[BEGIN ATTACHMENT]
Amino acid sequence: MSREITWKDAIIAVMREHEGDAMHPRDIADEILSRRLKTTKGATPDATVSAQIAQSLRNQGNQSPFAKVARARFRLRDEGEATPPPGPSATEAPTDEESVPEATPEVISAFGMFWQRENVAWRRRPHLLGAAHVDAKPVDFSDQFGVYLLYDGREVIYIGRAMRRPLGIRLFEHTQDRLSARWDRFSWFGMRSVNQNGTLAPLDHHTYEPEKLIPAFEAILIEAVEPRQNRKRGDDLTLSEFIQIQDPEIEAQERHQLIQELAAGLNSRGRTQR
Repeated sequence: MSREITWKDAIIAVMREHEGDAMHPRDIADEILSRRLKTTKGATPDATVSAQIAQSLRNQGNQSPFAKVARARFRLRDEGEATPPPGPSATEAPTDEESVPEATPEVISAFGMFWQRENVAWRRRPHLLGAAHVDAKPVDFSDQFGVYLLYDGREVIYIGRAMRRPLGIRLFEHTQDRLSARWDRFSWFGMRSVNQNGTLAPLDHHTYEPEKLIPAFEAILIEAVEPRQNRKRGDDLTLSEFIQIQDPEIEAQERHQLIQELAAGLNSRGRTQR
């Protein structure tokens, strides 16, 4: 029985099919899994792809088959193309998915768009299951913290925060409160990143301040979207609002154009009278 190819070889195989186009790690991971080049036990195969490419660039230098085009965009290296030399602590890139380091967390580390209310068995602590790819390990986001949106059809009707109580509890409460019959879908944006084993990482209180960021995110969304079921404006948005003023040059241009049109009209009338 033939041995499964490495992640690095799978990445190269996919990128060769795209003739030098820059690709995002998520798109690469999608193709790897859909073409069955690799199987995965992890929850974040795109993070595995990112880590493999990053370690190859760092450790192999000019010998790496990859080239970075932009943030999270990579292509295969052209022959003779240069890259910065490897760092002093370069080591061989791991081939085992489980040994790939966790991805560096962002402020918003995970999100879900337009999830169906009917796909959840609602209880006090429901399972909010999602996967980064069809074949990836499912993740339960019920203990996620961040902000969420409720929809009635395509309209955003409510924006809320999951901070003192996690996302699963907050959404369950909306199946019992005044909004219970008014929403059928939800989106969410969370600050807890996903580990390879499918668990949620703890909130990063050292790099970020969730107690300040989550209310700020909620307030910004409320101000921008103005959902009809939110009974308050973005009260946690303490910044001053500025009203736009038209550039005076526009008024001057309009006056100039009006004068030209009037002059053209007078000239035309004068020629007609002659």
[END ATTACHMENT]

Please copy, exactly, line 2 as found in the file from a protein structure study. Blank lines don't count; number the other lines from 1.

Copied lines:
Repeated sequence: MSREITWKDAIIAVMREHEGDAMHPRDIADEILSRRLKTTKGATPDATVSAQIAQSLRNQGNQSPFAKVARARFRLRDEGEATPPPGPSATEAPTDEESVPEATPEVISAFGMFWQRENVAWRRRPHLLGAAHVDAKPVDFSDQFGVYLLYDGREVIYIGRAMRRPLGIRLFEHTQDRLSARWDRFSWFGMRSVNQNGTLAPLDHHTYEPEKLIPAFEAILIEAVEPRQNRKRGDDLTLSEFIQIQDPEIEAQERHQLIQELAAGLNSRGRTQR